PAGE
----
Spreading a bit of light and pleasure to those confined by the current crisis. See post 1, here, for an explanation.
This is the 19th post.
Hidden in part of the forest not easily accessed and unknown to many locals, lies a little patch of fantasy. The old quarry is approached along one of four paths. The easy one is up a short climb and through a stretch cleared of trees, but, in summer this one is unusable due to the prolific growth of bracken (disease-carrying ticks often reside on such plants, so walking through it is not advised!). Two of the other paths require a knowledge of their routes, as they follow animal tracks and make walkers twist and turn, bend and duck for much of the way. The fourth path, which is the one we used today, is invisible to the uninitiated and involves a very steep climb (a scramble in parts) up to the first level of the quarry; mind your head, as there are tree branches out to knock it off! There follows a slightly hairy walk around the contour with the land slipping a hundred or so feet below and rising just as steeply above. The narrow track resembles the ways used by mountain goats!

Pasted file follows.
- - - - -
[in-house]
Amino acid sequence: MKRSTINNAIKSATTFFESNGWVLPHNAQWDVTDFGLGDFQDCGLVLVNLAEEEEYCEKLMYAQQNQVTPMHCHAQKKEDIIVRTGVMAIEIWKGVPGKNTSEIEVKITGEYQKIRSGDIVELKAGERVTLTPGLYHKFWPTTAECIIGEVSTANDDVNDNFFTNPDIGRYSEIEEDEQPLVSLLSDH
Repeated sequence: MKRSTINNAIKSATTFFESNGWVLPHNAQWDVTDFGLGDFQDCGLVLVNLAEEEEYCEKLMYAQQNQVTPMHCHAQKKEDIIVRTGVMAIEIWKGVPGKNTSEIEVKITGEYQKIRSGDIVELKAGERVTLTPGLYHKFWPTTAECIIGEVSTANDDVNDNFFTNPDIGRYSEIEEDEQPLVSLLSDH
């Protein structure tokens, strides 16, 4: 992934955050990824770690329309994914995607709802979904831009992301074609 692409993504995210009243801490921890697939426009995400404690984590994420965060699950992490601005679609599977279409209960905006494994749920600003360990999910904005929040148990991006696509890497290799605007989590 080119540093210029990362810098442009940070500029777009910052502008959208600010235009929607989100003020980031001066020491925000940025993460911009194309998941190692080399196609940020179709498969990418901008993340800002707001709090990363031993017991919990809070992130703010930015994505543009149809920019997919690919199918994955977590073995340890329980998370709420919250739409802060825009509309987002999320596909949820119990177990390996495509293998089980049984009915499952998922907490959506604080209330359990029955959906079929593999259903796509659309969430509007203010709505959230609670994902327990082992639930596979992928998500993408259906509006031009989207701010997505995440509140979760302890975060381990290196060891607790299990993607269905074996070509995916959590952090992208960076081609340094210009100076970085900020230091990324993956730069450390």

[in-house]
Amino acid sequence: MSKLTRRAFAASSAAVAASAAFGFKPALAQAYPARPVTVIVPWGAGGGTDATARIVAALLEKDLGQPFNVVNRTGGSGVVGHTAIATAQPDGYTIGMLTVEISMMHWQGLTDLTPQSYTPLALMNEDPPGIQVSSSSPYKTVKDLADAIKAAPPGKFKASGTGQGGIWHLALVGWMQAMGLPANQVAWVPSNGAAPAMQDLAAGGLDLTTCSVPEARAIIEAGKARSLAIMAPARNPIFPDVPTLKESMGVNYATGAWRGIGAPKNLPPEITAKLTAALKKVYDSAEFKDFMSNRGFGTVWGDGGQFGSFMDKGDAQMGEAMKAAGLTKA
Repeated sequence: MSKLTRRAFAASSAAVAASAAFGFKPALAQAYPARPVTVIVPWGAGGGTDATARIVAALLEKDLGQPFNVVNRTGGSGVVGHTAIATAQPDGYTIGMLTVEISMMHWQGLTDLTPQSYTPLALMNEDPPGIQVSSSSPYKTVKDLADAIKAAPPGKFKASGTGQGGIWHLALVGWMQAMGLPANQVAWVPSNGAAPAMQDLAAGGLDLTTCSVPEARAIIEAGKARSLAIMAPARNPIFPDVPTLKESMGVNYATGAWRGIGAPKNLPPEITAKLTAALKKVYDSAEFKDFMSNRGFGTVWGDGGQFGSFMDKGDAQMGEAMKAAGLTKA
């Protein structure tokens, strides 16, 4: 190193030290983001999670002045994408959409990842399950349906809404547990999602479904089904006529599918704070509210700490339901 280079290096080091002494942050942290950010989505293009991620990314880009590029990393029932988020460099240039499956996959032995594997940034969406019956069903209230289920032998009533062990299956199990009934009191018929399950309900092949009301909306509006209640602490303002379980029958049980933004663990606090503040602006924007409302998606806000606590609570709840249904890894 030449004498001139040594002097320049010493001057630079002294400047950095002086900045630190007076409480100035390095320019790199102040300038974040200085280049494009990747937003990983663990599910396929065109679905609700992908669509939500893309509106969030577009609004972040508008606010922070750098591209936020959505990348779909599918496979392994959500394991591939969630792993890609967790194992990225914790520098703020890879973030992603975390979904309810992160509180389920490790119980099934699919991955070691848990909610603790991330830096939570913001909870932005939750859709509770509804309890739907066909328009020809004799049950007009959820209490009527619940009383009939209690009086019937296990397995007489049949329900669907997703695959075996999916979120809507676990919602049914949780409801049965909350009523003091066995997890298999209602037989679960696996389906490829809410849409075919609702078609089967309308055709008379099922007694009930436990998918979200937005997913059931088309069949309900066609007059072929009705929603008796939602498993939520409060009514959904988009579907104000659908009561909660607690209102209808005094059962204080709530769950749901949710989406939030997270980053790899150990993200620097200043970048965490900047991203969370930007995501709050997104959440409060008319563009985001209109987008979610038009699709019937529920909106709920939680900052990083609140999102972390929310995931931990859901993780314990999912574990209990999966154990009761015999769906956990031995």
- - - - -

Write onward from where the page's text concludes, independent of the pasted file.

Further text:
When you arrive at the destination, which we found by accident during our explorations when we first arrived in the forest, you discover a setting fit for a scene from Tolkien. A circle of flat stones lies within an outer horseshoe of larger flat stones. This is a small hearth, surrounded by a seating area, and one can imagine hobbits and dwarves settling down here with their pipes, and some conies roasting on the flames from the fire. But one can also imagine it on a wild winter night, with wind howling through the boughs above and stirring those fallen leaves into whirling figures of nightmare.
Today, as on previous visits, we were the only humans present. The sun shone from a clear blue sky, casting stark shadows from the mature beech trees over the russet carpet of last year’s leaves and shading the rugged face of the disused quarry. The place has its own magic and, well away from civilisation, it remained peaceful and calm for our stay.
Keep safe and well, everyone!
I hope you’ve enjoyed this post. It’ll help others enjoy this bit of nature if you could spread the word with the ‘share’ buttons below. Let’s all do what we can for each other during this testing and trying time, please. Thank you.